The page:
Study of brain rhythm provides anxiety breakthrough

Prof Neil McNaughton and his team have discovered a brain rhythm which can identify patients with...
Prof Neil McNaughton and his team have discovered a brain rhythm which can identify patients with differing levels of anxiety. PHOTO: UNIVERSITY OF OTAGO
The discovery of a new brain signal in people with anxiety disorders is expected to help develop new diagnostic tests and faster treatments which are less "hit-and-miss".

Prof Neil McNaughton, of the University of Otago psychology department, said he and his team had completed the final step in testing their biomarker, a brain rhythm produced by emotional conflict, in patients with anxiety.

The research, funded by the New Zealand Health Research Council, found patients with anxiety disorders had high conflict rhythmicity that differed in its extent across diagnoses.

He said those with high scores represented a specific kind of anxiety disorder, which would be more likely to respond to specific anti-anxiety drugs.

However, those with particularly extreme scores would be resistant to conventional treatment.

Prof McNaughton said the biomarker was based on a theory that had been evolving for more than 50 years.

It was an important breakthrough because present psychiatric diagnoses used symptoms, not causes, so there were no clear targets for therapy.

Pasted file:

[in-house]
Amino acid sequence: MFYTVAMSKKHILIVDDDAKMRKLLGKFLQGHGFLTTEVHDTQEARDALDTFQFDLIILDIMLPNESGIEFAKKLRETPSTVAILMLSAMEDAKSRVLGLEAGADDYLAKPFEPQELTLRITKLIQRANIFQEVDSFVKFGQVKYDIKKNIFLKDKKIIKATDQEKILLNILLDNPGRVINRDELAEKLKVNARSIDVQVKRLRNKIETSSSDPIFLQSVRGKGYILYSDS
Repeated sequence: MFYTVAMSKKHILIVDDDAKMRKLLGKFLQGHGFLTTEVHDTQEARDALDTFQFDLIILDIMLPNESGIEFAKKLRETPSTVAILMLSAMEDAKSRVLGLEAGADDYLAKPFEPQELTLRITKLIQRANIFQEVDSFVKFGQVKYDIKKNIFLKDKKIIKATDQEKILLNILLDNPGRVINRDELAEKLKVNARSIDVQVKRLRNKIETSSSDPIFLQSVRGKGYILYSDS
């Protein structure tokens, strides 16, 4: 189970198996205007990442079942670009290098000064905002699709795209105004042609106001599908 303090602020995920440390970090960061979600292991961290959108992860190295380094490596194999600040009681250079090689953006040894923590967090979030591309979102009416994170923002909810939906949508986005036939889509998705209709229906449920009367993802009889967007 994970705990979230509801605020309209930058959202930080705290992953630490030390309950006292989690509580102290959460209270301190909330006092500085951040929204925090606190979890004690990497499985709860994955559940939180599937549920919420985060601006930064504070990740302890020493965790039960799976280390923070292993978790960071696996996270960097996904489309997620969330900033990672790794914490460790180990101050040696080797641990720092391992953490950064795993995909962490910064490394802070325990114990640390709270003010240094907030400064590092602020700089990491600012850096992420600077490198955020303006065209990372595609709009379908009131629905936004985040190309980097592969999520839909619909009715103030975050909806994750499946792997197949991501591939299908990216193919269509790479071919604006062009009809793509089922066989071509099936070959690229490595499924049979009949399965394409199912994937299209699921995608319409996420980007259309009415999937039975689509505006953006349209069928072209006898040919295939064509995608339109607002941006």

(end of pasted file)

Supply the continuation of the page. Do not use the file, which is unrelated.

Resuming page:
That meant present treatments had low response rates.

"The new biomarker can help develop new diagnostic tests and treatments for anxiety disorders, meaning patients will achieve remission faster and with a less hit-and-miss choice of treatments," he said.

"Our biomarker provides an immediate foundation for the development of new drugs and for diagnostic tests that could guide treatment choice, and so improve response rates."

In the longer term, he said the underlying theory of the research could also allow similar advances across the range of threat and stress-related disorders.

"This could represent a revolution in the application of theoretical neuroscience to psychiatry, and to the current trend to link psychopathology with personality theory."

Prof McNaughton believed better treatment for anxiety disorders would help reduce the burden on patients, their families, workplaces and governments through reduced health costs.

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